Richard Branson: How to start a business with no experience

Richard Branson with his dad Ted and mum Eve
A profile photo of Stephanie Braganza
by Stephanie Braganza
8 July 2015

Is it a requirement to have experience of the industry in which you’re setting up a business? Not at all, argues Richard Branson, just create something different…

"Think about changes you’d like to see as a customer – even if you’ve just noticed little details that need tweaking. Those little changes may add up to a big idea that leads to a new and truly disruptive product or service. This is essentially how we, at Virgin, launched our first successful businesses," explains the Virgin Group founder in a recent blog post.

"We were very sensible when we started out, setting up connected enterprises like most other companies do. We went from running a small record shop to starting up a record label with recording studios and then added our large music megastores to our portfolio."

"Though we were music fans, we knew little or nothing about any of those businesses. But we learned that this wasn’t necessarily a drawback. We were young and stubborn, and we liked to do things our own way; paradoxically, our enterprises thrived as a result."

In the early days of Virgin Records, a lack of insider knowledge of the music industry was countered by the idea of inviting potential customers to spend hours in a cool shop listening to their favourite music. The vision was to not just treat people like consumers.

This way of doing things differently was also central in the creation of Virgin Atlantic. "I took the same approach: I knew nothing about air travel, but as I’d flown back and forth from Britain to the United States on business for Virgin Records, I’d become convinced that there had to be a better way. The prices were high and the service was dreadful," Branson recalls.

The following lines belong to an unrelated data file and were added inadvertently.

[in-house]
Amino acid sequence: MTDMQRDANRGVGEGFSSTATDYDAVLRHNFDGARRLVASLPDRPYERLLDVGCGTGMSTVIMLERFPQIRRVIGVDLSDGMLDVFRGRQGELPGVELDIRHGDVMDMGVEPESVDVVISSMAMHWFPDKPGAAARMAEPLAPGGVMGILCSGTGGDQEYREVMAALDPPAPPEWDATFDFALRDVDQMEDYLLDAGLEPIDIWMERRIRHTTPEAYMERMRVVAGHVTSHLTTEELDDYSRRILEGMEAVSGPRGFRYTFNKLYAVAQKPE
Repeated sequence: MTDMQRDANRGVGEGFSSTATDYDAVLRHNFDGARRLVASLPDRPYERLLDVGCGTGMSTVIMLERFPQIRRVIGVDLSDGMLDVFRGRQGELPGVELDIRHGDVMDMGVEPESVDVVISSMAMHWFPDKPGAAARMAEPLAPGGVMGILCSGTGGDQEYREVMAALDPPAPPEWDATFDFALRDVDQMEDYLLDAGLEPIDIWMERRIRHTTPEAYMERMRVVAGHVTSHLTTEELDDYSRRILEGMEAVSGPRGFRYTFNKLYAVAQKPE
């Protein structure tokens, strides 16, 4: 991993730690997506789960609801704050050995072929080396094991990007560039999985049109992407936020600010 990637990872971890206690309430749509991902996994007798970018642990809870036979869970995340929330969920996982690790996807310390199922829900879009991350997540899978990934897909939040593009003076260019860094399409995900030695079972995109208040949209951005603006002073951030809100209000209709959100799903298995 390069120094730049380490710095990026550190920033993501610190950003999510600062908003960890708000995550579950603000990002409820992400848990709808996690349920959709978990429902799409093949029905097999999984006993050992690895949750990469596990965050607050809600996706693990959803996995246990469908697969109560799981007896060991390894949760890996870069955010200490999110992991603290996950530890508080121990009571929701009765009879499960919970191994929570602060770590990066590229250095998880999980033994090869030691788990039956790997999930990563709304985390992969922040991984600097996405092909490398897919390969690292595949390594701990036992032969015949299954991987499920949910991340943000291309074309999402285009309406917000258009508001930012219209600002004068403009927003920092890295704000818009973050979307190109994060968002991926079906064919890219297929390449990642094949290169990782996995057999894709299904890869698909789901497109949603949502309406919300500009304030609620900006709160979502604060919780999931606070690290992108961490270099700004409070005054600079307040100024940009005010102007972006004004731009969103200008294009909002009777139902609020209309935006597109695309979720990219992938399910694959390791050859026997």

Again, with no knowledge of the industry but plenty of ideas as to how the customer experience could be improved, Virgin Atlantic was born and proved its critics wrong.

"We succeeded because we didn’t just create another "me too" airline, but took the same creative, customer-focused approach we had with our music businesses. We added all kinds of little service extras, the greatest of which was hiring cabin crew members who were actually nice to passengers – a detail that our competitors had overlooked!"

It was this same thinking that led to Virgin Mobile allowing customers to buy SIM cards without a phone. "We believed that we could improve the service and the value offered to mobile customers in Britain, so we did." 

Creating a business with no experience in that field needn’t hold you back, there’s always the opportunity to hire those who know more about an area than you, explains Branson.

"These days, when we sail into uncharted waters, we try to hire CEOs and management team members who have worked in the industry and who know what to avoid. Such people frequently join us from a dominant player in the sector, where their ideas and ambitions were stifled by practices that are hierarchical, blinkered and focused on the bottom line. 

"We look for people who want to bring radical change to an industry, give them the freedom to get creative and the backing of our brand, and then we step back and watch them fly. People often remark to me that it’s great how Virgin thinks outside the box. They are genuinely surprised when I tell them, "Actually we don’t! We just never let the box get built in the first place."